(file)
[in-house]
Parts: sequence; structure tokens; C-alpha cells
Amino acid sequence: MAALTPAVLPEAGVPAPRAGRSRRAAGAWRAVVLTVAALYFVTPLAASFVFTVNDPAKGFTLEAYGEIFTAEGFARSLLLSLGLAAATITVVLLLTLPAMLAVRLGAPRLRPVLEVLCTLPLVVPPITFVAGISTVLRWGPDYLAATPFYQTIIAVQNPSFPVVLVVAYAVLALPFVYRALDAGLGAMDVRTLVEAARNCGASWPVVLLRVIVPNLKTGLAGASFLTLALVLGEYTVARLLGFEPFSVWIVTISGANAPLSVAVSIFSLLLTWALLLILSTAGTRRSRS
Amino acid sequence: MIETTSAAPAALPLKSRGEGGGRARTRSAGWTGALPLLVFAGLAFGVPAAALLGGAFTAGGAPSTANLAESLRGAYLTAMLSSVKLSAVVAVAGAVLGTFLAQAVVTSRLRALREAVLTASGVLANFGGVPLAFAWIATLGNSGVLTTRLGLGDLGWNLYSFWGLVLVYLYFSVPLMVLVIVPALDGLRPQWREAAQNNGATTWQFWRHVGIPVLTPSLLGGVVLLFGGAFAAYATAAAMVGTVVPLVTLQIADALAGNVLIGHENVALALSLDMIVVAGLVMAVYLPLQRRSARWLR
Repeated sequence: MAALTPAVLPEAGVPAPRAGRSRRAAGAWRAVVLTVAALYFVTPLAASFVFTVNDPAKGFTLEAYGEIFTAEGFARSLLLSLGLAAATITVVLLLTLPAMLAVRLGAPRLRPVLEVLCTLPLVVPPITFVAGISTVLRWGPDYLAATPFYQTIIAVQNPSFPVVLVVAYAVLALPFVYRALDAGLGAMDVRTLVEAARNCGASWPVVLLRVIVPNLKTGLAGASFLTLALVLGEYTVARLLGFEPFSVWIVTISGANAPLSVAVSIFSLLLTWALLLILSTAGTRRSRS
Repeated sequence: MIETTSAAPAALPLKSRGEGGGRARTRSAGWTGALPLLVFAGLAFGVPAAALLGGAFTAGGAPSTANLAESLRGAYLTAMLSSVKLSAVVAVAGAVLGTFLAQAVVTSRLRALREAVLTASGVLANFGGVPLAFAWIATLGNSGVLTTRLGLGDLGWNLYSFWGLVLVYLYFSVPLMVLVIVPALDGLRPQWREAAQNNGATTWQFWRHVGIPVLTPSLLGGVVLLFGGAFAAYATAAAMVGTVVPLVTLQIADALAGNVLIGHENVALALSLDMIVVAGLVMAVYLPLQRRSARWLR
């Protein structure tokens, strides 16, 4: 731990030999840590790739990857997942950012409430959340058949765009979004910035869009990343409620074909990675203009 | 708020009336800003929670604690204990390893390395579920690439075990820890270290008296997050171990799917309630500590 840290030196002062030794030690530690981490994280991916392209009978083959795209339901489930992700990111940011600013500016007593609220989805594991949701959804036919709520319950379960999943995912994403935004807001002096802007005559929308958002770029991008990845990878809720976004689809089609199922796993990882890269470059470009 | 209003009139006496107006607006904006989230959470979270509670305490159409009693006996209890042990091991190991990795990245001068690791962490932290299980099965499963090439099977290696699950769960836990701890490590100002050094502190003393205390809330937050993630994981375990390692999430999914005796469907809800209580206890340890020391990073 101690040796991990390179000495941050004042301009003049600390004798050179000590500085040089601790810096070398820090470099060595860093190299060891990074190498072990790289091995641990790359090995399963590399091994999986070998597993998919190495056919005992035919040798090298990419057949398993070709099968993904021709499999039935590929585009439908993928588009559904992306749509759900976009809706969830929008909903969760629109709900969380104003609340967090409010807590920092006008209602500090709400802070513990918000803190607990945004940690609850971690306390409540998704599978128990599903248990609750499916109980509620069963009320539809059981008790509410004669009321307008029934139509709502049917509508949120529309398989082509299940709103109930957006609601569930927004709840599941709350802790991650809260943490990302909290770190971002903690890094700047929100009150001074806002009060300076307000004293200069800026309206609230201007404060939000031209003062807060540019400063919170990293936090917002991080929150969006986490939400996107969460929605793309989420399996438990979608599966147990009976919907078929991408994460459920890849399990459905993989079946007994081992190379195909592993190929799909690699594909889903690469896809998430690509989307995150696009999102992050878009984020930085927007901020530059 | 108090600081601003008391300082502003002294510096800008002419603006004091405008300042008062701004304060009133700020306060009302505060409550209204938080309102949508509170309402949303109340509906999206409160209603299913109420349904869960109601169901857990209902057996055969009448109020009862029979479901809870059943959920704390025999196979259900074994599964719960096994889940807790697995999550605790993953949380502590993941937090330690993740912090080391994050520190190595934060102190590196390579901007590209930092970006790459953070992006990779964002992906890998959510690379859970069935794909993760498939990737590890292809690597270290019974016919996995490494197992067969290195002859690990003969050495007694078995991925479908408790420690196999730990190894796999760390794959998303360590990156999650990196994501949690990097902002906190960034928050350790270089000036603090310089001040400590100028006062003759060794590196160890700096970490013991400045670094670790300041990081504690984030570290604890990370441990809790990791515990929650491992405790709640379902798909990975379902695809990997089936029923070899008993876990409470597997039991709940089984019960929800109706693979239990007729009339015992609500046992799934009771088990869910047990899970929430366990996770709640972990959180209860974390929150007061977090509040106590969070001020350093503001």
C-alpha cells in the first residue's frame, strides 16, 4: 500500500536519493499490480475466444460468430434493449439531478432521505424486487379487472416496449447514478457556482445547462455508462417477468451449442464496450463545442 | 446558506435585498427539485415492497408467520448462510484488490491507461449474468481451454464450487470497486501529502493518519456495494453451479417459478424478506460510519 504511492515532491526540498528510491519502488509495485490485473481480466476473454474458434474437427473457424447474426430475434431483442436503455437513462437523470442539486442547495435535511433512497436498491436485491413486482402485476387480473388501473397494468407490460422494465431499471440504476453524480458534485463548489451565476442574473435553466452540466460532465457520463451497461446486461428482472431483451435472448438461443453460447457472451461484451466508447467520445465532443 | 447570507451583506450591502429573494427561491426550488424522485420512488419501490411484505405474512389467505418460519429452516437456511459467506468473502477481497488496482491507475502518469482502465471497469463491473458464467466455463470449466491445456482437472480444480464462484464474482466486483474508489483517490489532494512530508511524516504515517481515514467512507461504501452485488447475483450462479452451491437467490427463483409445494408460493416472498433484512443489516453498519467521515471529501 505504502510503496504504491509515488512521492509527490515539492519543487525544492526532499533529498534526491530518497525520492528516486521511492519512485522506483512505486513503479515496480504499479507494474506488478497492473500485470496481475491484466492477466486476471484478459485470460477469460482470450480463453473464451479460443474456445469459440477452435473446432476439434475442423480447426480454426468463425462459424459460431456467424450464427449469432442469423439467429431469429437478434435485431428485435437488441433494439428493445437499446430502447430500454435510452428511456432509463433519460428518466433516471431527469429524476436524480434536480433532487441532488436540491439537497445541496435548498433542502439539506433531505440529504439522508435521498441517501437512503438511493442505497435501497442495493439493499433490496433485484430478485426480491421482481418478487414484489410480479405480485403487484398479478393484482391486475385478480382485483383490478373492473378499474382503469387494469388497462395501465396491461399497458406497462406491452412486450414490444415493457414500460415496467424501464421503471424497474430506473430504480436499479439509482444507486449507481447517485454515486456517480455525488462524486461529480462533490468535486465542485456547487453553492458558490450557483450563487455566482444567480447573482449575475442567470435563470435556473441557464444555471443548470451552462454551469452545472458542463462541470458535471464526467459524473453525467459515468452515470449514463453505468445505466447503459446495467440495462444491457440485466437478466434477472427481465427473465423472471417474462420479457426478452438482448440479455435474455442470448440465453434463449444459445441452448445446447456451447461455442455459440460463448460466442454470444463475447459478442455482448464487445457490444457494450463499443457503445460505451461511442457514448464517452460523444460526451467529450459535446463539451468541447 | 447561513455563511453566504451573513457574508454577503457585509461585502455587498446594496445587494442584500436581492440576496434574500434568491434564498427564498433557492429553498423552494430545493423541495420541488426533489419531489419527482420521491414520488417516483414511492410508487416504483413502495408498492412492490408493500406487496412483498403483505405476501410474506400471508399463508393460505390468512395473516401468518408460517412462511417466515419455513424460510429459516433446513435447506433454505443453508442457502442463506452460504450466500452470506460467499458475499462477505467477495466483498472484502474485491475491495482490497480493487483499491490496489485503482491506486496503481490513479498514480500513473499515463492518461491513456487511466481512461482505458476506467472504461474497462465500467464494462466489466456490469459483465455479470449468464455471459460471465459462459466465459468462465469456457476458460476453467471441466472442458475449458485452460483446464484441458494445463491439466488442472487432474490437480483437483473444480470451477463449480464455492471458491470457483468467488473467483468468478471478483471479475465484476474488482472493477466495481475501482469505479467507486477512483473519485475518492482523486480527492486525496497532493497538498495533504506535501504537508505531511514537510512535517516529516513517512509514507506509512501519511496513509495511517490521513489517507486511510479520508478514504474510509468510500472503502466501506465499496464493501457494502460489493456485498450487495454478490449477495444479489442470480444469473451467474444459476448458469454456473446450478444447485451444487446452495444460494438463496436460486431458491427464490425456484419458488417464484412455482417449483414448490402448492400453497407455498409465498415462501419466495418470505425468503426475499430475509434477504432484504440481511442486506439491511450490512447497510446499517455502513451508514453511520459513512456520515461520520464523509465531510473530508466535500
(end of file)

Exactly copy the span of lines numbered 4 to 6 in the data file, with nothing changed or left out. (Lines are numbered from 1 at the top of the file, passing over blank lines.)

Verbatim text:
Amino acid sequence: MIETTSAAPAALPLKSRGEGGGRARTRSAGWTGALPLLVFAGLAFGVPAAALLGGAFTAGGAPSTANLAESLRGAYLTAMLSSVKLSAVVAVAGAVLGTFLAQAVVTSRLRALREAVLTASGVLANFGGVPLAFAWIATLGNSGVLTTRLGLGDLGWNLYSFWGLVLVYLYFSVPLMVLVIVPALDGLRPQWREAAQNNGATTWQFWRHVGIPVLTPSLLGGVVLLFGGAFAAYATAAAMVGTVVPLVTLQIADALAGNVLIGHENVALALSLDMIVVAGLVMAVYLPLQRRSARWLR
Repeated sequence: MAALTPAVLPEAGVPAPRAGRSRRAAGAWRAVVLTVAALYFVTPLAASFVFTVNDPAKGFTLEAYGEIFTAEGFARSLLLSLGLAAATITVVLLLTLPAMLAVRLGAPRLRPVLEVLCTLPLVVPPITFVAGISTVLRWGPDYLAATPFYQTIIAVQNPSFPVVLVVAYAVLALPFVYRALDAGLGAMDVRTLVEAARNCGASWPVVLLRVIVPNLKTGLAGASFLTLALVLGEYTVARLLGFEPFSVWIVTISGANAPLSVAVSIFSLLLTWALLLILSTAGTRRSRS
Repeated sequence: MIETTSAAPAALPLKSRGEGGGRARTRSAGWTGALPLLVFAGLAFGVPAAALLGGAFTAGGAPSTANLAESLRGAYLTAMLSSVKLSAVVAVAGAVLGTFLAQAVVTSRLRALREAVLTASGVLANFGGVPLAFAWIATLGNSGVLTTRLGLGDLGWNLYSFWGLVLVYLYFSVPLMVLVIVPALDGLRPQWREAAQNNGATTWQFWRHVGIPVLTPSLLGGVVLLFGGAFAAYATAAAMVGTVVPLVTLQIADALAGNVLIGHENVALALSLDMIVVAGLVMAVYLPLQRRSARWLR